“Two men went up to the temple to pray, one a Pharisee and the other a tax collector. The Pharisee stood by himself and prayed: ‘God, I thank you that I am not like other people—robbers, evildoers, adulterers—or even like this tax collector. I fast twice a week and give a tenth of all I get.’ “But the tax collector stood at a distance. He would not even look up to heaven, but beat his breast and said, ‘God, have mercy on me, a sinner.’ “I tell you that this man, rather than the other, went home justified before God. For all those who exalt themselves will be humbled, and those who humble themselves will be exalted.”
Prayer is simply talking to the Father. We can cut the formula and spiritual-sounding jargon. We are not praying to impress others but to express our heart to God. We can share with Him our joys and struggles, fears and anxieties, desires and disappointments.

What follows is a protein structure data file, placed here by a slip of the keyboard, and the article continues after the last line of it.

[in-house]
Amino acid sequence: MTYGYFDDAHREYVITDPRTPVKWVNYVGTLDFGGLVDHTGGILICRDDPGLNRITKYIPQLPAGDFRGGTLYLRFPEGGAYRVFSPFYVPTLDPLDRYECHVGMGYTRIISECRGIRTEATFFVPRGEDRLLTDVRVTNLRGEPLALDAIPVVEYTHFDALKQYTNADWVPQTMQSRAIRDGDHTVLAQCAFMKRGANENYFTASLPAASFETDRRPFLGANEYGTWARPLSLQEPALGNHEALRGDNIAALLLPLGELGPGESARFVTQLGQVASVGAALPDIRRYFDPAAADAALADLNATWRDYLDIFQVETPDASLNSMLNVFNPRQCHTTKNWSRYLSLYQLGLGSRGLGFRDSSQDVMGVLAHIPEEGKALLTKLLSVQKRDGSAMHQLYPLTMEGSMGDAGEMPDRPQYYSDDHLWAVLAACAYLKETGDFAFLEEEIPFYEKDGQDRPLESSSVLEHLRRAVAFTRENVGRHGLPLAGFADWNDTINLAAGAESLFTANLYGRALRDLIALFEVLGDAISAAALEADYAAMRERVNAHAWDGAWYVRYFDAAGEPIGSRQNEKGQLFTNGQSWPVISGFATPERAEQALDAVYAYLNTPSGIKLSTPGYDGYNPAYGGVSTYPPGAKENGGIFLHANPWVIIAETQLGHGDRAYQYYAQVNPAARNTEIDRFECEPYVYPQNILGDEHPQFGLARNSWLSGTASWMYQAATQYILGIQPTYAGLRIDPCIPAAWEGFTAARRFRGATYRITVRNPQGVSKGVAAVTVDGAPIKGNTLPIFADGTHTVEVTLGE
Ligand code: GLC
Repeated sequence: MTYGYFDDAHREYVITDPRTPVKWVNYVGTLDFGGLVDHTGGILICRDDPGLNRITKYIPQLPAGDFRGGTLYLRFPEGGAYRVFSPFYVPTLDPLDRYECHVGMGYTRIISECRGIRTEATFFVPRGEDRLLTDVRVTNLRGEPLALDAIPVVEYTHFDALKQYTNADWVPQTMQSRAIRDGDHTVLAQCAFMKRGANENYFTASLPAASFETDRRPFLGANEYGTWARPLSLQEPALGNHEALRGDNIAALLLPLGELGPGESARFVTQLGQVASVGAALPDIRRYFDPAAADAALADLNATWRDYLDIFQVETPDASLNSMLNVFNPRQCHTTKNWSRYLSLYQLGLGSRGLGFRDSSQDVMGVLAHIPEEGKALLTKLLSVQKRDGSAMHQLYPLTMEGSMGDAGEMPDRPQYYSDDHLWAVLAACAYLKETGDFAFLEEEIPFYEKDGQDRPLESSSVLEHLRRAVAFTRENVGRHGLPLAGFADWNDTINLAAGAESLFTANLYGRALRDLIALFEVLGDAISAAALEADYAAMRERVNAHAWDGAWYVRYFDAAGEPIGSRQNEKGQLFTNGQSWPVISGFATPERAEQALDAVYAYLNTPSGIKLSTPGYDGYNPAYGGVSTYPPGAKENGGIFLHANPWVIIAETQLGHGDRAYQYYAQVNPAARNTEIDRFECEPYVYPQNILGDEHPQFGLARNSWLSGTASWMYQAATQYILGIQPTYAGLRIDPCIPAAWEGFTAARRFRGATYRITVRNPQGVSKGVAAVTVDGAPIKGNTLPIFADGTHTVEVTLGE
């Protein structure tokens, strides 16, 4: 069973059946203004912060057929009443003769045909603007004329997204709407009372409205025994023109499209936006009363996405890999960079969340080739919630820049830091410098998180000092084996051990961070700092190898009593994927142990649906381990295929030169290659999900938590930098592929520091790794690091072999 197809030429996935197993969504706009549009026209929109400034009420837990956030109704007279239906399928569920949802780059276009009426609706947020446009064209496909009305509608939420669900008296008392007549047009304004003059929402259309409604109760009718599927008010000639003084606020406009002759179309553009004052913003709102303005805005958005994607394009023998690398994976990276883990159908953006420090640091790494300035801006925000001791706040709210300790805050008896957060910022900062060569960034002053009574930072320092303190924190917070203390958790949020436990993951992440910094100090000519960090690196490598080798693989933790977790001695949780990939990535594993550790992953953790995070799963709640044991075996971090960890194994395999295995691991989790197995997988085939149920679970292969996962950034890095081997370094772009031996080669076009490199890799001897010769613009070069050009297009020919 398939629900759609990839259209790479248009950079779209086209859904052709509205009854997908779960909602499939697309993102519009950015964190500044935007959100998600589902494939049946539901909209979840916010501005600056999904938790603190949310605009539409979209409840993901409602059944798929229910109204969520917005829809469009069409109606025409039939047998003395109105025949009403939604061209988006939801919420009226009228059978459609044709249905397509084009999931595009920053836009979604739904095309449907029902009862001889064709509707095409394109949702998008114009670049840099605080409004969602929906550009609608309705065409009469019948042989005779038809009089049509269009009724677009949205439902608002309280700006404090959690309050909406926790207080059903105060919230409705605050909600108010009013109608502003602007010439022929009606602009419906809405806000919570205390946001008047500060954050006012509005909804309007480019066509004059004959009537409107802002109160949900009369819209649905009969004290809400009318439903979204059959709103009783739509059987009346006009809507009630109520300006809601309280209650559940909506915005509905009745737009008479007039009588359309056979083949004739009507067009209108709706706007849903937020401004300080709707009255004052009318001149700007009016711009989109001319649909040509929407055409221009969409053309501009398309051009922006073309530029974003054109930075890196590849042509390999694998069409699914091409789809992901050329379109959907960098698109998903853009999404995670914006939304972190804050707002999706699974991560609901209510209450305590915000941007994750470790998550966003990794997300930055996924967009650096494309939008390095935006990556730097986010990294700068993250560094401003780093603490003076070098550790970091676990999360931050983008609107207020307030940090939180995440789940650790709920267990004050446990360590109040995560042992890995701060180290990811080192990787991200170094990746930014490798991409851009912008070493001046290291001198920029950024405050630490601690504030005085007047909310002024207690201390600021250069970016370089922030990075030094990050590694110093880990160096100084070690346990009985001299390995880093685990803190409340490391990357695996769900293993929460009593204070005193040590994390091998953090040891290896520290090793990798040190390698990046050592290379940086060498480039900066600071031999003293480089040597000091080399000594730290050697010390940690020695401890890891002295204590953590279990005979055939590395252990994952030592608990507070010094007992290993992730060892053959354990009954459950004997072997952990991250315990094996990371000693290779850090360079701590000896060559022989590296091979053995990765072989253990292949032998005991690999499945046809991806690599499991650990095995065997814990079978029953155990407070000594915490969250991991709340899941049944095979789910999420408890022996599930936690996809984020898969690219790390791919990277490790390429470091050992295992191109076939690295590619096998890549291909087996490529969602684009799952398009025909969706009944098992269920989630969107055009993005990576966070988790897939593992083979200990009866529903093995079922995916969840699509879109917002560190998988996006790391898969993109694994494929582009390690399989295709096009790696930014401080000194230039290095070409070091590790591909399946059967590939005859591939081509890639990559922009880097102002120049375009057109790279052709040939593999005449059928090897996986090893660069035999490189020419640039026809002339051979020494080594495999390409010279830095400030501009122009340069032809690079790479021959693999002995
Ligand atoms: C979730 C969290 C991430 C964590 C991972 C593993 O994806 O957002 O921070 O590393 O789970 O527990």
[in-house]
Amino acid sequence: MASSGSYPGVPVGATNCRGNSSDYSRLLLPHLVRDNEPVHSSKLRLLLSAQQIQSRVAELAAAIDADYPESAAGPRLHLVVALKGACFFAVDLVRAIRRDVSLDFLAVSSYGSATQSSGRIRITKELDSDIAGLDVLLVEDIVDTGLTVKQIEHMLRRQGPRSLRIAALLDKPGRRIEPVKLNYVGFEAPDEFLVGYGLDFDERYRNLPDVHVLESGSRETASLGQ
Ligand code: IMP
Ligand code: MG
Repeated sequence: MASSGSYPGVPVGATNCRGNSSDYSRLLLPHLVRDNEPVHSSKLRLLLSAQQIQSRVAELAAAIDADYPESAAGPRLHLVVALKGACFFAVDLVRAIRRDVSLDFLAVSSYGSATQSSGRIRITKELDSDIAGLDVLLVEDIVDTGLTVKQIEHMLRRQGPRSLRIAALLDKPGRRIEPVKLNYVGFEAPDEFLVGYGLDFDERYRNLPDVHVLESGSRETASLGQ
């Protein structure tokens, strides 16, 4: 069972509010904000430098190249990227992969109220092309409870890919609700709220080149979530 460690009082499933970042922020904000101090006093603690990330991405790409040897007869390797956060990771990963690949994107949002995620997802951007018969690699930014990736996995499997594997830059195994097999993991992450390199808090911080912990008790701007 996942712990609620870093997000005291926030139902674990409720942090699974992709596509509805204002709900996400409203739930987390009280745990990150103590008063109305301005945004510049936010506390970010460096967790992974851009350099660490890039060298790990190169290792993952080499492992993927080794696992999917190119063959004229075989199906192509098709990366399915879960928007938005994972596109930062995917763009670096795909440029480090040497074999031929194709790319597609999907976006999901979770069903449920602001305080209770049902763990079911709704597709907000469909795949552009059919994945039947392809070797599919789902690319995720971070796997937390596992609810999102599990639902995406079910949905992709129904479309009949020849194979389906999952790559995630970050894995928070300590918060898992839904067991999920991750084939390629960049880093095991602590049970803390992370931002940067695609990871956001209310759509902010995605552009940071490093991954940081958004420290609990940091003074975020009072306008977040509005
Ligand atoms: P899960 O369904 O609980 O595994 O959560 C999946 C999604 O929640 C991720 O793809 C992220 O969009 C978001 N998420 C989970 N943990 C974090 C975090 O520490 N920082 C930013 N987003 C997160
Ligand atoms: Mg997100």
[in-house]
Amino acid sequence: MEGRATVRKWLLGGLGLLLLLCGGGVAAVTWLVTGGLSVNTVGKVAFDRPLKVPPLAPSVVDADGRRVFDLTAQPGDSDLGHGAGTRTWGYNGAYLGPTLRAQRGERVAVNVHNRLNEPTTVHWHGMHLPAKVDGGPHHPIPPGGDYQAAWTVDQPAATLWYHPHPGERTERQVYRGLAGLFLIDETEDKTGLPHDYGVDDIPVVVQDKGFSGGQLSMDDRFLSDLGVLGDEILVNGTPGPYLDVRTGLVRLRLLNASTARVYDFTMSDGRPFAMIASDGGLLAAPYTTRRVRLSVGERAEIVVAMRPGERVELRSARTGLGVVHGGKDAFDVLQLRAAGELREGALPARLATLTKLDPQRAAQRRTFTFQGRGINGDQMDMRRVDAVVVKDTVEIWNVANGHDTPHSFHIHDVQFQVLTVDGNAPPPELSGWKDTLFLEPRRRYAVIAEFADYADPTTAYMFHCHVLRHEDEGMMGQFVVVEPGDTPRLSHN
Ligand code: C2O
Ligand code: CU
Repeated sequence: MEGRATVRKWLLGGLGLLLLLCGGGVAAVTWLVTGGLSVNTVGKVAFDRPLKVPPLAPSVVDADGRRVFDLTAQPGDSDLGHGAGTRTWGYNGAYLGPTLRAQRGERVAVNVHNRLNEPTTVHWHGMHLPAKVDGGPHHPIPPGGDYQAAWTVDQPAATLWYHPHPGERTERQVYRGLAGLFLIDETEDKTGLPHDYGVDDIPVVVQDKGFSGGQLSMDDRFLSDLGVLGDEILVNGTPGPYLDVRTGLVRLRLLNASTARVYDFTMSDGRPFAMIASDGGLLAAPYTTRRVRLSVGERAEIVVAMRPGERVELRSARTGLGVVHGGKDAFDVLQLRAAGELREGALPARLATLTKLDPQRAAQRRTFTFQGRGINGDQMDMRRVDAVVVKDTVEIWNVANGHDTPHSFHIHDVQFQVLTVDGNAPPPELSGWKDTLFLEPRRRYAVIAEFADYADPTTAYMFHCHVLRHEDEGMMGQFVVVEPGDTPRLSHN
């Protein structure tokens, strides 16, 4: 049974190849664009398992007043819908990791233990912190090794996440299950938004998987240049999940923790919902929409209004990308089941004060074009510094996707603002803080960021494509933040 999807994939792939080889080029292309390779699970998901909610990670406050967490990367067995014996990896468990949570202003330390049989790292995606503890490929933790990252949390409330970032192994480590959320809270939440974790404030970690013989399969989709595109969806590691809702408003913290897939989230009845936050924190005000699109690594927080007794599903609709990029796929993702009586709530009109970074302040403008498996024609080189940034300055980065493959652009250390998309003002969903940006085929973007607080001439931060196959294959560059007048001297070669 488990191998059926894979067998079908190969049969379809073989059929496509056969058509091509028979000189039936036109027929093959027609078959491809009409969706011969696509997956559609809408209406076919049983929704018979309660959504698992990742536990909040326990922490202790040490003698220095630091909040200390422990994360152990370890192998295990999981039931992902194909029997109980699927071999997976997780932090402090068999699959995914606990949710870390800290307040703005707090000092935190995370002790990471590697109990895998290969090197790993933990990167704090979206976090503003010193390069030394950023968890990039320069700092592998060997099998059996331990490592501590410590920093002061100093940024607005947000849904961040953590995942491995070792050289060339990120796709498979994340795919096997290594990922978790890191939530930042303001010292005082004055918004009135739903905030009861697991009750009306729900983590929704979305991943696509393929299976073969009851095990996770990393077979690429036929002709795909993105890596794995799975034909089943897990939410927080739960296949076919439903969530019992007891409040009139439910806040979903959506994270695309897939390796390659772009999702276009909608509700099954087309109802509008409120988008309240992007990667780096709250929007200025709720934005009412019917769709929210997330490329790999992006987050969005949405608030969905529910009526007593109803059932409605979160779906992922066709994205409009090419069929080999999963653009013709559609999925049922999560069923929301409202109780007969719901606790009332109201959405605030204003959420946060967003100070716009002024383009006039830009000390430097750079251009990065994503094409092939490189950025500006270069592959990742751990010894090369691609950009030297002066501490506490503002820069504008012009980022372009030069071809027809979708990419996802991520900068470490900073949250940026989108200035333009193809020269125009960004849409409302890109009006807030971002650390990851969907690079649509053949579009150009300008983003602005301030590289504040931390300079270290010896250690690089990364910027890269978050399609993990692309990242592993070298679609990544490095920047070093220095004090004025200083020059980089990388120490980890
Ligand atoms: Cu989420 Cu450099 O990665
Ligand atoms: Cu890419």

Years ago there was a man at our church who could really pray. He had a way with words and would pray for long periods of time. It seemed like every syllable was shooting from his lips to the throne of God. Honestly, he intimidated me. Listening to him made me feel that my offerings to God lacked substance. And I was not the only one who felt that way. Many others refused to pray in public after hearing this man scrape the heavens with his poetry of prayer.
In today’s passage, it was not the Pharisee but the tax collector who truly prayed. The Pharisee prayed so that men would hear. The tax collector was concerned only with the audience of One. He humbled himself to the point that he would not look to heaven but admitted, “God have mercy on me, a sinner.” Don’t be intimidated with the prayers of others. Humbly converse with your Father.
Father, help me keep my communication with You frequent and fresh. In Jesus’ name. Amen.
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